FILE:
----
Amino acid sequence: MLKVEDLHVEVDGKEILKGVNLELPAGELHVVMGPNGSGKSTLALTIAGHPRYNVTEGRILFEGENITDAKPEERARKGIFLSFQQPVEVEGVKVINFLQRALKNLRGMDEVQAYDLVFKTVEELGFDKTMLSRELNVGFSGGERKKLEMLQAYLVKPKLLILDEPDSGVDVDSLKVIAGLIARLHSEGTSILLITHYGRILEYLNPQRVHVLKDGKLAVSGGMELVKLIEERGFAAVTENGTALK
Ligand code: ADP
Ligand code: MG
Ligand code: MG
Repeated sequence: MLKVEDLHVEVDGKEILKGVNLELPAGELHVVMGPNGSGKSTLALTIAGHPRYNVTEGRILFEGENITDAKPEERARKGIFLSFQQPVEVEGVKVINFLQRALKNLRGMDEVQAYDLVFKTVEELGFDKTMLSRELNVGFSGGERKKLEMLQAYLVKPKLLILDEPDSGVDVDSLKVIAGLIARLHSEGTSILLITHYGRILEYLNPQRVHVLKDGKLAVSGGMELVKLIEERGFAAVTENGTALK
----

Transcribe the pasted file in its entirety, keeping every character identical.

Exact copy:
Amino acid sequence: MLKVEDLHVEVDGKEILKGVNLELPAGELHVVMGPNGSGKSTLALTIAGHPRYNVTEGRILFEGENITDAKPEERARKGIFLSFQQPVEVEGVKVINFLQRALKNLRGMDEVQAYDLVFKTVEELGFDKTMLSRELNVGFSGGERKKLEMLQAYLVKPKLLILDEPDSGVDVDSLKVIAGLIARLHSEGTSILLITHYGRILEYLNPQRVHVLKDGKLAVSGGMELVKLIEERGFAAVTENGTALK
Ligand code: ADP
Ligand code: MG
Ligand code: MG
Repeated sequence: MLKVEDLHVEVDGKEILKGVNLELPAGELHVVMGPNGSGKSTLALTIAGHPRYNVTEGRILFEGENITDAKPEERARKGIFLSFQQPVEVEGVKVINFLQRALKNLRGMDEVQAYDLVFKTVEELGFDKTMLSRELNVGFSGGERKKLEMLQAYLVKPKLLILDEPDSGVDVDSLKVIAGLIARLHSEGTSILLITHYGRILEYLNPQRVHVLKDGKLAVSGGMELVKLIEERGFAAVTENGTALK